Hey there, time traveller!
This article was published 15/10/2012 (1557 days ago), so information in it may no longer be current.
SAN PEDRO SULA, Honduras -- Canadian midfielder Julian de Guzman knows what to expect when he emerges onto the pitch at the Estadio Olimpico Metropolitano in Honduras under a searing sun today.
"You're going to expect hell," said the veteran of three World Cup qualifiers.
"This is their lives, this is all they have for them," he added of the soccer-crazy Hondurans. "This is what we have to make it for ourselves too ... It's come down to the stage where it's become the most important game not just for ourselves but the entire country (of Canada)."
De Guzman and the Canadian team will emerge this afternoon out of a battered tunnel that looks like something out of Mad Max Beyond Thunderdome.
A yellow metal mesh door topped with poles bars entry when the tunnel is not in use. Barbed wire at the top is there to dissuade fans from trying to climb the fence or moat that surrounds the pitch and its neighbouring track. But penned in the stands, those around the tunnel will bang the metal roof and walls to create an unholy din as the visitors walk below.
Two teams will enter today. Likely only one will leave to continue its World Cup qualifying campaign.
Canada (3-1-1) just needs a tie or win to advance to the final round of qualifying in CONCACAF, which covers North and Central America and the Caribbean.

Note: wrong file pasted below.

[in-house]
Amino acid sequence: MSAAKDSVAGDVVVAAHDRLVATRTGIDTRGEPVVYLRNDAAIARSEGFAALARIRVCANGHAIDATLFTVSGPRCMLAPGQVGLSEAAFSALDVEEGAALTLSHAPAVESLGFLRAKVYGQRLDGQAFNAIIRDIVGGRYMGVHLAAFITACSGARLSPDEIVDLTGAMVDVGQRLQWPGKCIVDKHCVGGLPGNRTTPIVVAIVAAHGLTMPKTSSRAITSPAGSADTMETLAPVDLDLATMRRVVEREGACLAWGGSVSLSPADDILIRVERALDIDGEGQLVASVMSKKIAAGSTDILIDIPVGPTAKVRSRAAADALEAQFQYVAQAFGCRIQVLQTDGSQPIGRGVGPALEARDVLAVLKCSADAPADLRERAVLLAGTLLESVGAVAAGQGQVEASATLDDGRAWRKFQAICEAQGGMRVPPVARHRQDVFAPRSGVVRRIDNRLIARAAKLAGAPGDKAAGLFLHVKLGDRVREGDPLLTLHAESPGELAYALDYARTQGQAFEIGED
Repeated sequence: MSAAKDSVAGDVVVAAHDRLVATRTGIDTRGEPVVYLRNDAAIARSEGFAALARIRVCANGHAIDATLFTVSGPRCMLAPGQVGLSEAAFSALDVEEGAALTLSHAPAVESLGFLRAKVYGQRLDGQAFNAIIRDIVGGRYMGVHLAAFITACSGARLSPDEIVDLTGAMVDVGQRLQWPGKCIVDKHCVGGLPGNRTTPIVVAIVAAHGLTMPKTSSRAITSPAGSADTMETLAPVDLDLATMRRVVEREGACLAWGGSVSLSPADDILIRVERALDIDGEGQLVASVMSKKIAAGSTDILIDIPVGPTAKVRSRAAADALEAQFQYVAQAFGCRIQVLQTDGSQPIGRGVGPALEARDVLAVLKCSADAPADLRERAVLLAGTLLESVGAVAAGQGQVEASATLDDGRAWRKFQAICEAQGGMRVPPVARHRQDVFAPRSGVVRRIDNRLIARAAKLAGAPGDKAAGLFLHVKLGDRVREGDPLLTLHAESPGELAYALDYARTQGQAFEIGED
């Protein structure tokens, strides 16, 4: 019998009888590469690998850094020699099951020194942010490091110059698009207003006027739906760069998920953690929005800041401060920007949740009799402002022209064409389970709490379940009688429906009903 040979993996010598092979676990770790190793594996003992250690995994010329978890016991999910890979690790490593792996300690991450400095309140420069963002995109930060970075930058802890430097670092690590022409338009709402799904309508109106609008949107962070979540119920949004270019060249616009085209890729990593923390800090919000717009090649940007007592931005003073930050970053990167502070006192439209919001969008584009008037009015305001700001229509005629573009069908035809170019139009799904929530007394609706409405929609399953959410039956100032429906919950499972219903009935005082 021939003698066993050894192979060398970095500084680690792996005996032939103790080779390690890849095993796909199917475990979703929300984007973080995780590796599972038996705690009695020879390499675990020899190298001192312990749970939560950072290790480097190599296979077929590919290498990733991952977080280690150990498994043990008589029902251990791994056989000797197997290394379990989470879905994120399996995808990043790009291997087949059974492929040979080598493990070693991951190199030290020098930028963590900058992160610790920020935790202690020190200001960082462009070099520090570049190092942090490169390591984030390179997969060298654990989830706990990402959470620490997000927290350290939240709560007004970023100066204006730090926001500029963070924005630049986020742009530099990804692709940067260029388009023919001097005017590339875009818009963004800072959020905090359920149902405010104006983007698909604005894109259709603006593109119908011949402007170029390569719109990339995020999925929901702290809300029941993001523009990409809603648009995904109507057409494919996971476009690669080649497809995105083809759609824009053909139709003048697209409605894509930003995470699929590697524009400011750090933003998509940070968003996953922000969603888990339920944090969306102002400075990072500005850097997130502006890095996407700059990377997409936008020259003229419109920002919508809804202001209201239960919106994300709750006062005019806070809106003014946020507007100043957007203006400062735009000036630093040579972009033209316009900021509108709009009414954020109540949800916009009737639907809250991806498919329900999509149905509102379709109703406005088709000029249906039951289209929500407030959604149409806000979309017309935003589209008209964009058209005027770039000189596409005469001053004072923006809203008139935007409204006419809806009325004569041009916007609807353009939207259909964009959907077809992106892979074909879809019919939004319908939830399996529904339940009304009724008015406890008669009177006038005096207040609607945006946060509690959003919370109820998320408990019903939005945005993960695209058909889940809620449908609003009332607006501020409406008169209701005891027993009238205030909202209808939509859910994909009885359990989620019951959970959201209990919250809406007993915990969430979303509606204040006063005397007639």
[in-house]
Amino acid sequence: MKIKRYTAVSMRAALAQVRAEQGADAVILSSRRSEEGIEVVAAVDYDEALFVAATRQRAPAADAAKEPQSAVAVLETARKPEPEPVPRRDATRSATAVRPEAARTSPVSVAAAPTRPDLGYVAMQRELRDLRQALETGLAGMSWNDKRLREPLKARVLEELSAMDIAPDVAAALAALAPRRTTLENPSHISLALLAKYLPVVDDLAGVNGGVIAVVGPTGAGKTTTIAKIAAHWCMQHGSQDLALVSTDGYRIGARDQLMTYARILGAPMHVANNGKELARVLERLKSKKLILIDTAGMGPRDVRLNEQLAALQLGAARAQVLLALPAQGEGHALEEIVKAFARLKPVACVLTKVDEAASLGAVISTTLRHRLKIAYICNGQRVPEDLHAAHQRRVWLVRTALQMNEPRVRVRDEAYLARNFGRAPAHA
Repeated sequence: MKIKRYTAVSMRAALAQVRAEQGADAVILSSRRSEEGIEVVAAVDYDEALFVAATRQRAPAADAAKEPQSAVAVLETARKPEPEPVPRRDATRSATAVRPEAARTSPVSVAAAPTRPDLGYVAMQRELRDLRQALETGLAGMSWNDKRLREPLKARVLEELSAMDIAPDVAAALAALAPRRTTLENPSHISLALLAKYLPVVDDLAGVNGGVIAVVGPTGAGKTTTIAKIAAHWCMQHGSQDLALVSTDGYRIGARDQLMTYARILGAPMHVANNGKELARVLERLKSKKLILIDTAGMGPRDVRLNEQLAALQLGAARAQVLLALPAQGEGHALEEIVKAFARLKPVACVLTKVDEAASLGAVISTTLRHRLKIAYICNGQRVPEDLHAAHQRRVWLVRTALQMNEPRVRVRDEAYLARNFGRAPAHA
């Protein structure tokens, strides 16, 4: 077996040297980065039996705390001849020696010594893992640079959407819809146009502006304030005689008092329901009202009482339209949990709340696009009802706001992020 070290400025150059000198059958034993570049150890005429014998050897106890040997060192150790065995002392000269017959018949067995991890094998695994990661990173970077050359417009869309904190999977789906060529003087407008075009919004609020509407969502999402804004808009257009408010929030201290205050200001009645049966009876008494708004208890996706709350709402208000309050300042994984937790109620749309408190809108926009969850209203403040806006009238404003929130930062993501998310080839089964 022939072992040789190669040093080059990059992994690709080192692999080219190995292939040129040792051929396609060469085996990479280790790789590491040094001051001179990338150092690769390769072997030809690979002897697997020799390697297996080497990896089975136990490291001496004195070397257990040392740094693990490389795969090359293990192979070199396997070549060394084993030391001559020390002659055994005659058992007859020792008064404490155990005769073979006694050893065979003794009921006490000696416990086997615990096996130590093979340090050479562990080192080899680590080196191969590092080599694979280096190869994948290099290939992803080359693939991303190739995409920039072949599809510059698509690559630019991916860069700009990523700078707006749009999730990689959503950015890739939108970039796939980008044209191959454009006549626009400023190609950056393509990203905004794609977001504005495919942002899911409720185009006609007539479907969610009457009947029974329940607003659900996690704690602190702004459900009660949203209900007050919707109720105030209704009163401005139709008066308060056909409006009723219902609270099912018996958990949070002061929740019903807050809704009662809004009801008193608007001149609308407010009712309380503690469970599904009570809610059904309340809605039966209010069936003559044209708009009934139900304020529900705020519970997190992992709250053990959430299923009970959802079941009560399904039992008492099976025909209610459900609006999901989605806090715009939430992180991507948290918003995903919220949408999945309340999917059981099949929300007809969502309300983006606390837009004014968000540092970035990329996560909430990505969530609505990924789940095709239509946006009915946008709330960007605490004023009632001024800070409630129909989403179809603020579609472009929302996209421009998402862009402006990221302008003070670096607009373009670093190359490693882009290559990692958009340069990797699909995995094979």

The Hondurans (2-1-2) have to win.
Panama (3-1-1) plays in Cuba (0-5-0) at the same time. A shock upset win by Cuba could mean that Canada could still lose and advance, depending on goal difference. More likely Panama and either Canada or Honduras will move on.
Coach Stephen Hart calls today's match "massive."
"The biggest game of my career," said Canadian captain Kevin McKenna, who said he got goosebumps just talking about it.
"This decides a lot of things," said de Guzman. "For myself, my future, the future of football in Canada."
It speaks volumes about Canadian men's soccer that a game of such proportions is just for a chance to play in another round of World Cup qualifying. Ten more matches await if Canada succeeds today.
The last time Canada made the final round was in 1997 when it finished last in the six-team group with a 1-6-3 record. And Canada's record of participation at the World Cup has been stuck at one for 26 years.
Honduras has made the World Cup twice -- in 1982 and 2010.
Mexico has already qualified for the final round of CONCACAF qualifying and will be joined by five others.
On Mondayworkers put together the advertising hoardings around the pitch and looked to dress up the crumbling stadium.
Built in 1997, the stadium looks like it hasn't been touched since. Today it is almost a post-apocalyptic vision. One look at the Caballeros (men's) washroom is a sphincter-tightening experience likely to trigger an immediate exit.
Today, the sun-drenched venue could be full of as many as 40,000 screaming Hondurans and a handful of hardy Canadians.
Savage heat, a hostile crowd and a cage-like arena sound like a recipe for severe stress. But Hart wants his players to savour the moment.
He had two messages for his team.
"One, we've very seldom been in this position so enjoy it," he said. "And two, it's like a final. I want players to enjoy the moment."
-- The Canadian Press
On the tube